You must take the second derivative of y. Can you do that or you want help?
Here is the thing that I still see here:
If , where A, B and k are constants, show that
OK: Thanks to y not being a function of x, the derivative zeros that. So then you still have:
to deal with. It really does not make sense as a question unless there is some part missing that makes the solution something along the lines of what ManosG posted. Without a derivative to cancel out that part, it is simply not true that it = 0.
What is the source of the question?
I ask because if something can be either true or false it generally starts with "If possible...." This one just says "show that" which usually means it is true and you are doing a proof. However, the way it has been stated seems to not allow for it to be true, so not a proof. Therefore, there must be a problem somewhere.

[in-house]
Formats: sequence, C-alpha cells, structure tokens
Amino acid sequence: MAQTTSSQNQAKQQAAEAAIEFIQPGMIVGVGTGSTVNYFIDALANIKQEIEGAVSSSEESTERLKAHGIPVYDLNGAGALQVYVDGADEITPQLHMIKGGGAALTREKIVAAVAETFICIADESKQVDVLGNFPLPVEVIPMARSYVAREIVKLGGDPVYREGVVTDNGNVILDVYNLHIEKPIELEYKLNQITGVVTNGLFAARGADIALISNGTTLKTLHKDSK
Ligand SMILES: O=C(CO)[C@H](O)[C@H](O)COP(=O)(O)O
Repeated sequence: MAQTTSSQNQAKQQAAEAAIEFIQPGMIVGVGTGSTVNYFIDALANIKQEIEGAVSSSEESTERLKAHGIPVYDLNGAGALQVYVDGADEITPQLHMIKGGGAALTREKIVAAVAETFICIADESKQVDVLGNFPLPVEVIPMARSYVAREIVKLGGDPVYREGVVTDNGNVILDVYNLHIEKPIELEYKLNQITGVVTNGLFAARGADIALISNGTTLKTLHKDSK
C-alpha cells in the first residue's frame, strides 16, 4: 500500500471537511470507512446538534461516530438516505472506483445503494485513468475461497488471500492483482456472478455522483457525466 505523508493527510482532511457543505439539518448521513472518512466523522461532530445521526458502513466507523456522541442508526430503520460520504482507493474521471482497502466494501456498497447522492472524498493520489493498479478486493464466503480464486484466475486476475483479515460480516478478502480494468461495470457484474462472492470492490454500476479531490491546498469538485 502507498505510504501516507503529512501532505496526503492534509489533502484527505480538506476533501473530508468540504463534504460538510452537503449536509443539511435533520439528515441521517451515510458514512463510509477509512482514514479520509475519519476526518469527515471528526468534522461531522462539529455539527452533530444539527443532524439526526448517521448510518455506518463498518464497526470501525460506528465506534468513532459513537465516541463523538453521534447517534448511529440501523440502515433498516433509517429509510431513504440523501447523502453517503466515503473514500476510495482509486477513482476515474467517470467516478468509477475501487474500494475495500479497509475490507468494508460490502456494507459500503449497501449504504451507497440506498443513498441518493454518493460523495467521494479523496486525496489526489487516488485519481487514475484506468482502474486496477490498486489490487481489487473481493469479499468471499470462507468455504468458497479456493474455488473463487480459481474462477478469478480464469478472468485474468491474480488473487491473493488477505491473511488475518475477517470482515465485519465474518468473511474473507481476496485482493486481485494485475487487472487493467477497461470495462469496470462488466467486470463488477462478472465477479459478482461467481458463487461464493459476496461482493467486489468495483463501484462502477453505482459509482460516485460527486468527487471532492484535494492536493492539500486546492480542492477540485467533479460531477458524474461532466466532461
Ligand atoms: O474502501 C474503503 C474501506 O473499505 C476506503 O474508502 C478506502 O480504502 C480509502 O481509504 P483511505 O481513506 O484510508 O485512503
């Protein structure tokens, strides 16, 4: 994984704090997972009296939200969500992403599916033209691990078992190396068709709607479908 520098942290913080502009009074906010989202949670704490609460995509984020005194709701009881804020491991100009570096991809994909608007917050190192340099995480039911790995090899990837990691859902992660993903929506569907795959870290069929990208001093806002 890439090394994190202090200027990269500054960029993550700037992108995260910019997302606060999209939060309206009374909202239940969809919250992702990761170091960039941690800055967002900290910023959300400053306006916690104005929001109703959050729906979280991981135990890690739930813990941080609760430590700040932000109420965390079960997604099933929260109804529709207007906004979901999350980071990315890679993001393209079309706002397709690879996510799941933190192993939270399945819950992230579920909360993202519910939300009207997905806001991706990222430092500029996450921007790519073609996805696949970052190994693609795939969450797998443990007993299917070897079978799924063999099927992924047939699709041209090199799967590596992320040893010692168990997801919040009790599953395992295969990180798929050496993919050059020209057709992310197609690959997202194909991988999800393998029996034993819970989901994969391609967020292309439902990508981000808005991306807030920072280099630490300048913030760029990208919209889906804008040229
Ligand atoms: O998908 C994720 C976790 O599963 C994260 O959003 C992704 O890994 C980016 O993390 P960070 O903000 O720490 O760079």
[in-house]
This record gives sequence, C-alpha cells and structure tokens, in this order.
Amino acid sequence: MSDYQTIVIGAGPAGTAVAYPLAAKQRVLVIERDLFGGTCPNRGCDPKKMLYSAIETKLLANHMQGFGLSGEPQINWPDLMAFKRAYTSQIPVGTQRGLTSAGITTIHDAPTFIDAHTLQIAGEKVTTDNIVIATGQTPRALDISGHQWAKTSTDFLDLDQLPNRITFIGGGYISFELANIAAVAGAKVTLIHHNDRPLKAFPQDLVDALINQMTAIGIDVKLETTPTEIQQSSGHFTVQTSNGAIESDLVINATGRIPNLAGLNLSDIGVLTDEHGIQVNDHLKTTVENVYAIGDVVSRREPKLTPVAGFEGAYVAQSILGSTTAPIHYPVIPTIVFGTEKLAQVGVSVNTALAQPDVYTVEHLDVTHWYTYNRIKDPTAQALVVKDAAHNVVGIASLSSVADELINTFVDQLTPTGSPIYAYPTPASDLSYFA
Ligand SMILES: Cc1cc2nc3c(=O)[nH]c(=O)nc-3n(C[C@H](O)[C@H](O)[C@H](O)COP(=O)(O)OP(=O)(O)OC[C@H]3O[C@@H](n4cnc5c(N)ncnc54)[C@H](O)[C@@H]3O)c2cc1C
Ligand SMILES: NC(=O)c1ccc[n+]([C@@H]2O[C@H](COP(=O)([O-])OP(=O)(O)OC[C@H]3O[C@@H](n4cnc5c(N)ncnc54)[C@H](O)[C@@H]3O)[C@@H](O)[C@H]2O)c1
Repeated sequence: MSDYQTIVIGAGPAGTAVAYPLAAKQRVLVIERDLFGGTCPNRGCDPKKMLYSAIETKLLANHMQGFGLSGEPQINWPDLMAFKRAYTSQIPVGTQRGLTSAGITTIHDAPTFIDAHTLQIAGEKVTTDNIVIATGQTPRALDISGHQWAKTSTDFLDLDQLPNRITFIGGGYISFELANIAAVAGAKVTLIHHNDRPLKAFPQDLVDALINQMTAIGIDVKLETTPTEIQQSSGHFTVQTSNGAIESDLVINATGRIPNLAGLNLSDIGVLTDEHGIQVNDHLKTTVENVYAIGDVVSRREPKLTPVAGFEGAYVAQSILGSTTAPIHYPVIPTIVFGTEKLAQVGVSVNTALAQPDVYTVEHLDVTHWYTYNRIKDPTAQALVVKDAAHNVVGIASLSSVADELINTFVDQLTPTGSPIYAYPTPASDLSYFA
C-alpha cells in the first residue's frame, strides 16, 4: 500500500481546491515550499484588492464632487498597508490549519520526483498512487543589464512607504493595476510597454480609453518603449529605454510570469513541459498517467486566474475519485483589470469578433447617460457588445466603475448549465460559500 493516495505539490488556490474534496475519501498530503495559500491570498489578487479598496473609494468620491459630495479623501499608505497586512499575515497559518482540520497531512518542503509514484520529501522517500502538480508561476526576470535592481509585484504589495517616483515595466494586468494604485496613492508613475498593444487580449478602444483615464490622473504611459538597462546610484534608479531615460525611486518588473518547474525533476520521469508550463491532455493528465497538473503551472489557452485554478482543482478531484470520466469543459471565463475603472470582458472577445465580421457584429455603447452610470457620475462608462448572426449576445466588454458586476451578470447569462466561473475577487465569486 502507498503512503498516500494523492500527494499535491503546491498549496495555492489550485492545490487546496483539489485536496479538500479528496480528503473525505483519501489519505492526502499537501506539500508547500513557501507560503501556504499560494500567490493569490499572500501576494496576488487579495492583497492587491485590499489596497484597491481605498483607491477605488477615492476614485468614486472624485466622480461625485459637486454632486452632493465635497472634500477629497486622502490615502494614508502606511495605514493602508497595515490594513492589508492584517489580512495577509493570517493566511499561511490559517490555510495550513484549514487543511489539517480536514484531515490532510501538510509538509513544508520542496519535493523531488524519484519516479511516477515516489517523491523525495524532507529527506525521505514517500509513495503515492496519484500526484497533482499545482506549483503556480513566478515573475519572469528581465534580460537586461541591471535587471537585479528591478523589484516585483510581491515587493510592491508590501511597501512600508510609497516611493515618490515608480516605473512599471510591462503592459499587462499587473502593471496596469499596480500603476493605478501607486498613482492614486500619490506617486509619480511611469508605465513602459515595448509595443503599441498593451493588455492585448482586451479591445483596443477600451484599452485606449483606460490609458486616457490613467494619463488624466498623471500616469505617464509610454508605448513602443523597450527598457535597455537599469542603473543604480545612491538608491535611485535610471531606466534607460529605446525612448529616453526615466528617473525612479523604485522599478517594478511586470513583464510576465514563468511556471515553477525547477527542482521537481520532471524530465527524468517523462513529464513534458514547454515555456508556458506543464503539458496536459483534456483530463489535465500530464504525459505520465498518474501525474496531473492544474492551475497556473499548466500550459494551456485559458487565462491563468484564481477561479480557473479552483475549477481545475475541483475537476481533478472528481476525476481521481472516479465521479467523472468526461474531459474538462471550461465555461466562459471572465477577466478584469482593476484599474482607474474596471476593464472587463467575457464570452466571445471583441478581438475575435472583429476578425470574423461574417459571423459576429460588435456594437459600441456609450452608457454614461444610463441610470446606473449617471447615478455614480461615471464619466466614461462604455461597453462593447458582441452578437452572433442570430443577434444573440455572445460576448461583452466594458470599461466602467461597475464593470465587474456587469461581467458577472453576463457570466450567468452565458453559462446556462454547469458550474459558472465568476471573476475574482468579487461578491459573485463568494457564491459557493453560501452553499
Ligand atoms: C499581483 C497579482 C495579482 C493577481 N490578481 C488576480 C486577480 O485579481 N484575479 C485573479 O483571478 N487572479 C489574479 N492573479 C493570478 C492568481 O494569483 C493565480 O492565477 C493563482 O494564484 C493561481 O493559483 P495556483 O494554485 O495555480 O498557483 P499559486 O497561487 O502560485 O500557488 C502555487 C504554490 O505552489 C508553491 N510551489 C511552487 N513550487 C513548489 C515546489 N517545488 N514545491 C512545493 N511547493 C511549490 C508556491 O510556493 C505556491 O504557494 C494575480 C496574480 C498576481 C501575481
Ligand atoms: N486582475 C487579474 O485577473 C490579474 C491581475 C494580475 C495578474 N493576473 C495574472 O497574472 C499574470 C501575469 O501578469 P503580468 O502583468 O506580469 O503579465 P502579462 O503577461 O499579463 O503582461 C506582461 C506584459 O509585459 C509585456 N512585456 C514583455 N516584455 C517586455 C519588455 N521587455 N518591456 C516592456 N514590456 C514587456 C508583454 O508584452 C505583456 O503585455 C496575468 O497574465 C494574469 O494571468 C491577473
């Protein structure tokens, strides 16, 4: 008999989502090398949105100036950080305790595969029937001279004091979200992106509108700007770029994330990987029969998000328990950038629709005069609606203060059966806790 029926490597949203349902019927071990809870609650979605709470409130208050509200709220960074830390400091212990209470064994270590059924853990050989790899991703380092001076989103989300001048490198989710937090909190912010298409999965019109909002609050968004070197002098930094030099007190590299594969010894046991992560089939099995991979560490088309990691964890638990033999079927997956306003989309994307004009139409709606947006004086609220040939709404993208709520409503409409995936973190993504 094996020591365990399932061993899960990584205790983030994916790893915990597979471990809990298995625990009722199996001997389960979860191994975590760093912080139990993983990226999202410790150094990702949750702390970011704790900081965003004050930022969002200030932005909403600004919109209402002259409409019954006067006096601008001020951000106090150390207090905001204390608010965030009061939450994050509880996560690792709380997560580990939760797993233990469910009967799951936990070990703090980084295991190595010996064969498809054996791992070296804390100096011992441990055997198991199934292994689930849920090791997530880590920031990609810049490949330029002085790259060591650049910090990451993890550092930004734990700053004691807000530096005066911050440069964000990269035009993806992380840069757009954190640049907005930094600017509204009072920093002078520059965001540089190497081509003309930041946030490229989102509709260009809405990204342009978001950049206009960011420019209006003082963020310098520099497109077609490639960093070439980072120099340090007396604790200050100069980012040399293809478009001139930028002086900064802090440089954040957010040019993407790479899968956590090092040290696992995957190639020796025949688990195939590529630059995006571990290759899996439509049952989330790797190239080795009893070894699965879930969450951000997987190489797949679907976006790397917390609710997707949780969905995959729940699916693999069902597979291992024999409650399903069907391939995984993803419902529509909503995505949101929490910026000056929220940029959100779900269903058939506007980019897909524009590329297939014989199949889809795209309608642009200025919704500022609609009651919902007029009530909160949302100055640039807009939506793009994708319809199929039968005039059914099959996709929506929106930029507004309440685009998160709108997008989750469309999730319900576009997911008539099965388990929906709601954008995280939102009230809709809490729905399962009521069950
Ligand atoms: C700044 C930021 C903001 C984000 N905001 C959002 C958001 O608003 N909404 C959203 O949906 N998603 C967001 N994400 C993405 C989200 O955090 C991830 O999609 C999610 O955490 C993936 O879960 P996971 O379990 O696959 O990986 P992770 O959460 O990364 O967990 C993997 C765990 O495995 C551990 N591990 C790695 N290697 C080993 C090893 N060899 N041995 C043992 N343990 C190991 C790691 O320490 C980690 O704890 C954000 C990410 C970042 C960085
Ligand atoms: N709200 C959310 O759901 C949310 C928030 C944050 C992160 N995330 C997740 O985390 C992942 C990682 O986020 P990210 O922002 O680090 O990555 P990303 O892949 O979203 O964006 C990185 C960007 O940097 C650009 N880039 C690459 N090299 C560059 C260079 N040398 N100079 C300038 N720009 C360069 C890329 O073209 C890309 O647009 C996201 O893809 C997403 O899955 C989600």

The only two places I see a possible problem are either in the source or how it has been copied. If it is the source, not much can be done other than to complain or assume they meant to write it differently. If it is how it is copied, all it would take would be something like a notation for the set of problems this is on, a missing f(t) type statement, or just those words, "If possible..."
Yes Plato, you may have a point, but the exercise does not say "find the t for which d^2y/dx^2+K^2y=0 ", it says "show that d^2y/dx^2+K^2y=0 ", so it makes no sense the "K^2y=0". I believe, he has written false the equation and the right answer is to take the second derivative